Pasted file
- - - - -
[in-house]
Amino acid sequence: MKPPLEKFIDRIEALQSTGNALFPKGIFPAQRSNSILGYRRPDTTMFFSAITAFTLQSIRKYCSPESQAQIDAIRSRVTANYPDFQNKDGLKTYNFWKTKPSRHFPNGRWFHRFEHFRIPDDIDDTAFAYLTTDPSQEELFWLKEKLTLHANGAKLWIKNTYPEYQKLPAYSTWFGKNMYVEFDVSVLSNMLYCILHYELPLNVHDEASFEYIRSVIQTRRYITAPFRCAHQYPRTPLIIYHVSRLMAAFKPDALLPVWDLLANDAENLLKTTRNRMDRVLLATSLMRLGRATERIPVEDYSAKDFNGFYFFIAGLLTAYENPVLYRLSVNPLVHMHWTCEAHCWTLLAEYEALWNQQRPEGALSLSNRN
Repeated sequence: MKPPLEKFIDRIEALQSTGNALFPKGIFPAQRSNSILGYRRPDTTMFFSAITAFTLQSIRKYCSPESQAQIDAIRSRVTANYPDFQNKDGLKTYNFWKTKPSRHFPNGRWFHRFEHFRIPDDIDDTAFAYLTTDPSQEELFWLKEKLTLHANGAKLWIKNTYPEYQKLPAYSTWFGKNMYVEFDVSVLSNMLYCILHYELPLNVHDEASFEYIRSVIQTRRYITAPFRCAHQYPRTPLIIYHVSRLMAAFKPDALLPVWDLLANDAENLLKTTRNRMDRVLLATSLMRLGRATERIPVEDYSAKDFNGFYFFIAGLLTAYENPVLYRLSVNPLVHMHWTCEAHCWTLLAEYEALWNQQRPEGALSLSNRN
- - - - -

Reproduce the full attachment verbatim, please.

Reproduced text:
[in-house]
Amino acid sequence: MKPPLEKFIDRIEALQSTGNALFPKGIFPAQRSNSILGYRRPDTTMFFSAITAFTLQSIRKYCSPESQAQIDAIRSRVTANYPDFQNKDGLKTYNFWKTKPSRHFPNGRWFHRFEHFRIPDDIDDTAFAYLTTDPSQEELFWLKEKLTLHANGAKLWIKNTYPEYQKLPAYSTWFGKNMYVEFDVSVLSNMLYCILHYELPLNVHDEASFEYIRSVIQTRRYITAPFRCAHQYPRTPLIIYHVSRLMAAFKPDALLPVWDLLANDAENLLKTTRNRMDRVLLATSLMRLGRATERIPVEDYSAKDFNGFYFFIAGLLTAYENPVLYRLSVNPLVHMHWTCEAHCWTLLAEYEALWNQQRPEGALSLSNRN
Repeated sequence: MKPPLEKFIDRIEALQSTGNALFPKGIFPAQRSNSILGYRRPDTTMFFSAITAFTLQSIRKYCSPESQAQIDAIRSRVTANYPDFQNKDGLKTYNFWKTKPSRHFPNGRWFHRFEHFRIPDDIDDTAFAYLTTDPSQEELFWLKEKLTLHANGAKLWIKNTYPEYQKLPAYSTWFGKNMYVEFDVSVLSNMLYCILHYELPLNVHDEASFEYIRSVIQTRRYITAPFRCAHQYPRTPLIIYHVSRLMAAFKPDALLPVWDLLANDAENLLKTTRNRMDRVLLATSLMRLGRATERIPVEDYSAKDFNGFYFFIAGLLTAYENPVLYRLSVNPLVHMHWTCEAHCWTLLAEYEALWNQQRPEGALSLSNRN